Once the tournament got underway, Stanley idled his boat to an underwater pipeline crossing not far from the Frontier Park launch ramp. The spot was loaded with hungry bass.
Stanley doesn’t recall how much weight he had that day, but it was enough to win first place. He caught the fish on one of his 5/16-ounce jigs.
“It was definitely one of those Jesus things, but I just didn’t realize it at the time,” Stanley chuckled. “Best I can remember I won $10,000.”
Stanley said he took the money home, consulted with his wife and quit his day job. He invested the dough in hooks, paint, rubber skirts and packaging material. He also bought a $200 portable building that served as a makeshift production facility, where his wife and three daughters worked to help get the business off the ground.
“I never could have done it without Patsy,” Stanley said. “At one time she was making 5,000 weed guards a day while my daughters handled the painting and packaging,” he said. “We did it as a family.”
Stanley relocated the company to Huntington in 1983 and eventually assembled a pro fishing staff comprised of some the sport’s most decorated names including Rick Clunn, Tommy Martin, Larry Nixon and a host of others.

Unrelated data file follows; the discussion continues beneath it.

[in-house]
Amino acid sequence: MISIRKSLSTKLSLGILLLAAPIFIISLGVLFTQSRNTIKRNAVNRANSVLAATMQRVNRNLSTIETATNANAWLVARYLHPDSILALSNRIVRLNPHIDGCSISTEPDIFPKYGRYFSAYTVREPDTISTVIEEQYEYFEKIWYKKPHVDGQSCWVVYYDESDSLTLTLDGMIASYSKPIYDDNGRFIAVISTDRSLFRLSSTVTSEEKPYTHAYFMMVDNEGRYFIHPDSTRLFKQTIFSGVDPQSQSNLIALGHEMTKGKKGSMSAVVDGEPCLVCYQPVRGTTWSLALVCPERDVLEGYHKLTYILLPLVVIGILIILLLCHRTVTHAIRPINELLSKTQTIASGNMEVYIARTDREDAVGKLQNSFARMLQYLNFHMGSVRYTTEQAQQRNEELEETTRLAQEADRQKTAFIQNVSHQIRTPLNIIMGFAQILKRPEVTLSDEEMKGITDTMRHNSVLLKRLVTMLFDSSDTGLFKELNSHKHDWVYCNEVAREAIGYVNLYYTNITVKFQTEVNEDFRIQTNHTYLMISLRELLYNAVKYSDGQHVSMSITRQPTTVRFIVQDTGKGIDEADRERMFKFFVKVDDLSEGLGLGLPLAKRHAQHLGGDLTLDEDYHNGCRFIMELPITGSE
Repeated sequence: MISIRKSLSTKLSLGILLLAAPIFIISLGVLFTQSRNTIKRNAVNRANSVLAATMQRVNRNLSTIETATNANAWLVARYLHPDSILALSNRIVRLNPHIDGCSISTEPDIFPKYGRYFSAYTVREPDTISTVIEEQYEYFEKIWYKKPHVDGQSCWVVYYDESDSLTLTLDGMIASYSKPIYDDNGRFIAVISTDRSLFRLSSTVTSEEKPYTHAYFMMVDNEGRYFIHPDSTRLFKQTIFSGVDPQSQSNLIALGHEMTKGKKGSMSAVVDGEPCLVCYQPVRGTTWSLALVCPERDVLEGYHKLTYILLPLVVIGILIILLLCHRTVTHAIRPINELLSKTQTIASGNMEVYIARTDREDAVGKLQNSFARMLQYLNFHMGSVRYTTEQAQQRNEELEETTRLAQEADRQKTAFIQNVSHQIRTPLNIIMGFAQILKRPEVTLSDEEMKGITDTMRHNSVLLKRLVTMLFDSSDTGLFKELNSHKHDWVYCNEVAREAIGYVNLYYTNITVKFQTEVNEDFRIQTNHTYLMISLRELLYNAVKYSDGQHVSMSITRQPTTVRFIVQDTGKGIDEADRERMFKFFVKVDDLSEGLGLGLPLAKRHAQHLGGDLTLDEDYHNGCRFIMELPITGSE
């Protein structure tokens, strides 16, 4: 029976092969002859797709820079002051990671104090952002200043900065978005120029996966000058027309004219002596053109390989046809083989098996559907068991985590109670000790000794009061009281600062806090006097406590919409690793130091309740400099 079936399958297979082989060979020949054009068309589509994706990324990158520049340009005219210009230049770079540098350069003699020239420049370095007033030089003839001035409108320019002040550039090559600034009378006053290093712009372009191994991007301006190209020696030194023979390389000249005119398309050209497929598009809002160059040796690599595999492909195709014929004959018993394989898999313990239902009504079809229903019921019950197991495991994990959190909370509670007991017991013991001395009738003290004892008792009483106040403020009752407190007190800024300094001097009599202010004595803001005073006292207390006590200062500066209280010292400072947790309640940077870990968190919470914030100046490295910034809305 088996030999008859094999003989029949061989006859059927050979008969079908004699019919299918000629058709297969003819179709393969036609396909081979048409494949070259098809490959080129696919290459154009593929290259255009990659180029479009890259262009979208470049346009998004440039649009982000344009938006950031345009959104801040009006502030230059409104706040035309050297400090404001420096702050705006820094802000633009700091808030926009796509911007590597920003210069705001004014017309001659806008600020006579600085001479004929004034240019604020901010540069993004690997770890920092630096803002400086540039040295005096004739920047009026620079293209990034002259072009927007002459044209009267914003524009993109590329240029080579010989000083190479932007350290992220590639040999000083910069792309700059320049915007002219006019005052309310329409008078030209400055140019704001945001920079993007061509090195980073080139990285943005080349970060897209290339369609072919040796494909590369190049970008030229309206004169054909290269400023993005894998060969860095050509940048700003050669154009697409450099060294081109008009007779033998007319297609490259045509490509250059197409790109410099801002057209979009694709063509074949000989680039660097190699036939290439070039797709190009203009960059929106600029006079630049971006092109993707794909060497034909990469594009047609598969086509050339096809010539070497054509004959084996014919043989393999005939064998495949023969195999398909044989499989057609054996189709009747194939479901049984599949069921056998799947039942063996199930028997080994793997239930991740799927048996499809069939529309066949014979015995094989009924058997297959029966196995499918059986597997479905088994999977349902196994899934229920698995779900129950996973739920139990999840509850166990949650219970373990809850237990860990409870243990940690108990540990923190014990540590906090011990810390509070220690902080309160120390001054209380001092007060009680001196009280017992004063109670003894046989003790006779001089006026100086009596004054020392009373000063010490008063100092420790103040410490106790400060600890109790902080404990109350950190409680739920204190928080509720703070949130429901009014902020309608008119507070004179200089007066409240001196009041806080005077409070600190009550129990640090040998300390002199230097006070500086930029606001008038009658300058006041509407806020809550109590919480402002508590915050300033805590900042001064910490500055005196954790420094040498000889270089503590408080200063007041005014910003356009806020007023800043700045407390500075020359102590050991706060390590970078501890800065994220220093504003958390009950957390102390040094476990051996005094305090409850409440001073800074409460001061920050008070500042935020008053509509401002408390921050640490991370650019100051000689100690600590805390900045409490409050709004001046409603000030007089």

He also made a name for himself in the pro ranks. Stanley competed full-time at the pro level for 15 years, qualifying for the Bassmaster Classic five times. He won two events, including a 1997 Texas Central Invitational on Sam Rayburn and a 1987 Bassmaster Megabucks tournament that paid $108,000.
Stanley claims his signature baits were instrumental in helping him amass nearly $306,000 in career earnings. He retired from the sport in 2002 to focus more on the company he still has a hand in running today.
“Nobody loves tournament fishing as much as I do, but I finally had to give it up because I couldn’t do both,” Stanley said. “I still fish some local stuff on Sam Rayburn and Toledo Bend, though. At 74, I still get those goose bumps at takeoff. It’s in my blood.”
Email Matt Williams at [email protected]